CSI - The end is nigh?

Channel 5 recently screened the final episode of season 11 of CSI in the UK. It’s unusual these days for a show to survive so long. In the US with ratings even more important than ever (given the size of audience and potential consumers of advertised products) a show needs remarkable numbers to be renewed and even more so (counter intuitively) once it manages to pass the 100 episode mark – the point at which a show can be syndicated and shown on all manner of networks ad nauseam forever (or so it seems – just check out I love Lucy!). In terms of CSI it’s even more remarkable given its enforced changes to the show’s dynamic and cast-list (specifically the loss of leader, main character and heart of CSI Gil Grissom, but noticeably others such as Warrick Brown) and the fact that in reality there are 3 seasons of CSI each year with the Miami and New York spin-off series notching 9 & 7 years’ each (27 seasons of CSI – 626 episodes. Each one hour long; 42 minutes plus adverts). That’s equivalent to 209 series of Red Dwarf or Coupling (assuming UK series are 6 episodes long as used to be the norm). It’s a staggering achievement. What perhaps amazes even more is that in the 3rd season after Grissom left the writers finally evolved Laurence Fishburne’s character, Dr Ray & the clearly anointed main man (despite Marg Helgenberger’s CSI leadership, long-standing involvement with the show and superb performances), into a truly outstanding central character around whom the stories revolved and ultimately twisted into a long-standing story arc denouement which may have resulted in the finest ever CSI episode, number 1 out of 626. At the 626th time of asking.


Gil Grissom was always the man. He was the ‘Bug-man’ with immense forensic abilities, great intuitive skills allowing him to solve crime and an innate ability to develop and lead others. CSI was the sciencey one, Miami the slightly out there psychological one and New York the action-focussed techie one. Gil stood head and shoulders above all others including Horatio Caine and Mac Taylor. Morpheus was never a good enough replacement. An academic expert in serial killers who joined CSI as a level 3, he never really sat well in the cast especially given his immediate central positioning at the head of the show and at the expense of Catherine Willows (new head of CSI), or Nicky the sorcerer’s (Gil’s) apprentice. The series was still decent but had none of the pizzazz it used to. This was translated into dropping ratings, and as of next year – although renewed – its moving timeslot in the US. Season 12 could well be its final year.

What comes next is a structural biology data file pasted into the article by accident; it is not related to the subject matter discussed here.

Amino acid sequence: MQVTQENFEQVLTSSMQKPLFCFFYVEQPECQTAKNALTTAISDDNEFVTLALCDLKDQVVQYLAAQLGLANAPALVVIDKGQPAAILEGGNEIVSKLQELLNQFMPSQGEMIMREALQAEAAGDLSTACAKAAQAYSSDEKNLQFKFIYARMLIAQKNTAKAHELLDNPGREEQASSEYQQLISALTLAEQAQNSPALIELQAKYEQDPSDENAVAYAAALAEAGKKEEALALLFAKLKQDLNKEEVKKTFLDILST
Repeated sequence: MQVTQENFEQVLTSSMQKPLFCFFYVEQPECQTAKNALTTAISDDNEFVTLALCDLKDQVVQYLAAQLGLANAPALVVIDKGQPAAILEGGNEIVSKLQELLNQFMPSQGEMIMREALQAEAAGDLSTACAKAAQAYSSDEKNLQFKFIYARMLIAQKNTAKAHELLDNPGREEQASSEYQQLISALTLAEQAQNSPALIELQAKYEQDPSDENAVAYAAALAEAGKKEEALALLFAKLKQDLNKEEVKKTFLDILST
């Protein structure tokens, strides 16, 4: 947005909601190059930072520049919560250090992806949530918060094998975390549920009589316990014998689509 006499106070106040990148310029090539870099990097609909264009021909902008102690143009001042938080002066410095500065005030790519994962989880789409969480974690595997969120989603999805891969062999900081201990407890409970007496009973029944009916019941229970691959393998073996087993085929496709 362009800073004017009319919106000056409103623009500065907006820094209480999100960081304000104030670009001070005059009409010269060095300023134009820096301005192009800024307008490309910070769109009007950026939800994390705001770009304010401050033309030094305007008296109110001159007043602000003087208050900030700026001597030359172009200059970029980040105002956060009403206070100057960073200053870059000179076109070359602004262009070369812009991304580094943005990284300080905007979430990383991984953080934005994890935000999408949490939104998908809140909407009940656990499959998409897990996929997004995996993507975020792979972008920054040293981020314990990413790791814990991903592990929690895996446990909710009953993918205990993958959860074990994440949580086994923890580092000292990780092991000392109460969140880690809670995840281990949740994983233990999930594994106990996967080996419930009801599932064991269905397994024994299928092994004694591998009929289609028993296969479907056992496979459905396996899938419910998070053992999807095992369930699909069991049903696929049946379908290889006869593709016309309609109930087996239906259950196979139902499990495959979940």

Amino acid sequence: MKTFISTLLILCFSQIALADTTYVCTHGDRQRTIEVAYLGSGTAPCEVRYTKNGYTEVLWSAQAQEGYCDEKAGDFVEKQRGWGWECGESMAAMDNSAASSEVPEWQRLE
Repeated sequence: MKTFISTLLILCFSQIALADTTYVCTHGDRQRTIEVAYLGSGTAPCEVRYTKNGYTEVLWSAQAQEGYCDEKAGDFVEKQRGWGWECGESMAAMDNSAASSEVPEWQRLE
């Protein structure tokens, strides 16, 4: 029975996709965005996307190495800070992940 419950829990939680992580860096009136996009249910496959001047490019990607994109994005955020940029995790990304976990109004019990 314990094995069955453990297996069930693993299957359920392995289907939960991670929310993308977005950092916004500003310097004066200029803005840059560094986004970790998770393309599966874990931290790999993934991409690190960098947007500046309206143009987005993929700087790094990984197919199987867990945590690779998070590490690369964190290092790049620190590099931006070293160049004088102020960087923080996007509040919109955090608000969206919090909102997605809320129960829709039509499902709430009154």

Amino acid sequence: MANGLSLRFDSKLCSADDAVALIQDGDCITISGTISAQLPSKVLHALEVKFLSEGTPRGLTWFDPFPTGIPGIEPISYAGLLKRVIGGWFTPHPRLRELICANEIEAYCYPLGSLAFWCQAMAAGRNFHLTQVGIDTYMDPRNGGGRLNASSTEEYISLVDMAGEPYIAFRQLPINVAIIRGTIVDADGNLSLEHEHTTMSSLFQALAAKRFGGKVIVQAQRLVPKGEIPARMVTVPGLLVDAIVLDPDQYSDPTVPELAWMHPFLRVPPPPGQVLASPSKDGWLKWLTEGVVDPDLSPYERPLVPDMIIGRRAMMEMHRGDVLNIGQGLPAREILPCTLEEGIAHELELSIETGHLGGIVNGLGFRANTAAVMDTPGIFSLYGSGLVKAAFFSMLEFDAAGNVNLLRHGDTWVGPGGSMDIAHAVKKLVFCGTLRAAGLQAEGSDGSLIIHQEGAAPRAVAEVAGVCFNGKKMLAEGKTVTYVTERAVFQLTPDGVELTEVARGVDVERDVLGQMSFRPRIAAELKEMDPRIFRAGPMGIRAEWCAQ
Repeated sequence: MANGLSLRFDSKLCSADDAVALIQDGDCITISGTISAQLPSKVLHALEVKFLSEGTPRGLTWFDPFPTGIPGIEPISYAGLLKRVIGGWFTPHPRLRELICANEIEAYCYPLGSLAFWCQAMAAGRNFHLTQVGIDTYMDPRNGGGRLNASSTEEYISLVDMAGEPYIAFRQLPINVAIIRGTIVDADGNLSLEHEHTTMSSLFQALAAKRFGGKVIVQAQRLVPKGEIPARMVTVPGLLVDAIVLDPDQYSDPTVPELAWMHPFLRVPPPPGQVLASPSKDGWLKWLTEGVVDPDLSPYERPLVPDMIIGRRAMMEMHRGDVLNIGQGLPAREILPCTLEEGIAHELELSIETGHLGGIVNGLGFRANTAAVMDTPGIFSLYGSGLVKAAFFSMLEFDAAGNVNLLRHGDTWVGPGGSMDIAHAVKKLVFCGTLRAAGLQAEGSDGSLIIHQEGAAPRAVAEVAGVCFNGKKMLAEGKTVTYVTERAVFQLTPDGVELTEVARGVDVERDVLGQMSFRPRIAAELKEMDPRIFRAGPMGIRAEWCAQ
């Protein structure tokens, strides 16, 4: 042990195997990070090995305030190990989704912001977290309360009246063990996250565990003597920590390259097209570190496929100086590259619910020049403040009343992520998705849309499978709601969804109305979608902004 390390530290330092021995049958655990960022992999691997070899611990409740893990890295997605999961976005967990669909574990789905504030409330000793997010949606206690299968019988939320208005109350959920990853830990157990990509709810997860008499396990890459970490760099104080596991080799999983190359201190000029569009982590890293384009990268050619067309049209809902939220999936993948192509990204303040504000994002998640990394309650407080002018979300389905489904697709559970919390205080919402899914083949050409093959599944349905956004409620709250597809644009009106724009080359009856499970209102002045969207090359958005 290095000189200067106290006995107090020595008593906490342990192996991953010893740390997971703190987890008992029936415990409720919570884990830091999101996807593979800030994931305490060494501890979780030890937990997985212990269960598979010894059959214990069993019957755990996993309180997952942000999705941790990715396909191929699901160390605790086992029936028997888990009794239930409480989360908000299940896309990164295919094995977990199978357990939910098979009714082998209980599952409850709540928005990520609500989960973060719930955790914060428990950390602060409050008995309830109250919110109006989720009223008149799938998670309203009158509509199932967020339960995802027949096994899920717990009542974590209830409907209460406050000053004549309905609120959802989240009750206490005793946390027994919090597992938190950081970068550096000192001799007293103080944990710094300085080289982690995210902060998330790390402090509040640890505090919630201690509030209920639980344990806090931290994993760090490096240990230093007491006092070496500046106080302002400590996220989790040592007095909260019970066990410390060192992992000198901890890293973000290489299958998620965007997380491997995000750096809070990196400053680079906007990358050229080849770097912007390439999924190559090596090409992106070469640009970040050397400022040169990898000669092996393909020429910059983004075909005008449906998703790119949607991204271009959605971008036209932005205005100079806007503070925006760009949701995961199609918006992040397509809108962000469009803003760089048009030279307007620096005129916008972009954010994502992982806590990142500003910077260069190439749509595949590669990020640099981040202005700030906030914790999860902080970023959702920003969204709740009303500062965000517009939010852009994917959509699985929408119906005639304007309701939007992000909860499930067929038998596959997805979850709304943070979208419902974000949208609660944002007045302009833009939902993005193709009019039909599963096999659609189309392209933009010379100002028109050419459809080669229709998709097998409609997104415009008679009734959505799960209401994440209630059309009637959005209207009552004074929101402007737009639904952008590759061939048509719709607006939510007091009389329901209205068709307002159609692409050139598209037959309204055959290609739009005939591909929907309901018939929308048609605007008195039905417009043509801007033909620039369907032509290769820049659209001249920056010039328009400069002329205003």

This is a great shame. As implied earlier season 11 really worked – the season’s arc (CSI like so many shows works best when it has an ongoing storyline, a big bad or some such) revolving around Nate Haskell’s trial, hold over Ray and ultimate resolution was outstanding dramatic television. It was played so well. We the audience learnt Haskell killed due to his ‘unique’ genetic disposition and thought he was about to get away with it all, just as Ray told us he too had the gene yet had never succumbed. It set things up beautifully. Haskell escaped and played on the fact Ray’s obsession would force him to chase once more. Of course, Haskell not only shared the gene with Ray but also an ability to understand and mould the psychology of others, in this case his prey – leading Ray to a very dark place where he finally did succumb to the expression of the gene passed to him by his violent father. Wow. Ray, a CSI and immensely principled character killed the killer. We all enjoyed it but also couldn’t believe it, yet in terms of narrative it sat fair and true.

Other factors which may lead to cancellation include the possibility of Ray leaving the show – whilst the series ended on a cliffhanger, news reports indicate Fishburne wants to move on. Marg Helgenberger was thinking of quitting earlier this year and may well take a reduced role next year. It’s hard to renew shows once ,let alone twice. Harder still when not in the position of being the number 1 show around (effectively) and you’re not the only show doing what you do. These days not only are there the alternative CSIs but also a vastly improved and possibly superior NCIS - remarkably similar show in terms of setup and dynamics but one that has retained its charismatic principle in Jethro Gibbs (Mark Harmon) and seems to be following the path laid out by CSI as it also has a spin-off sibling.


CSI is a wonderful show that has maintained its standards over many years on the whole and in its most recent example delivered the outstanding episode of its lifetime. Whilst the end is coming, the memories of series past and impact on television now and in the future will ensure the fire still burns.

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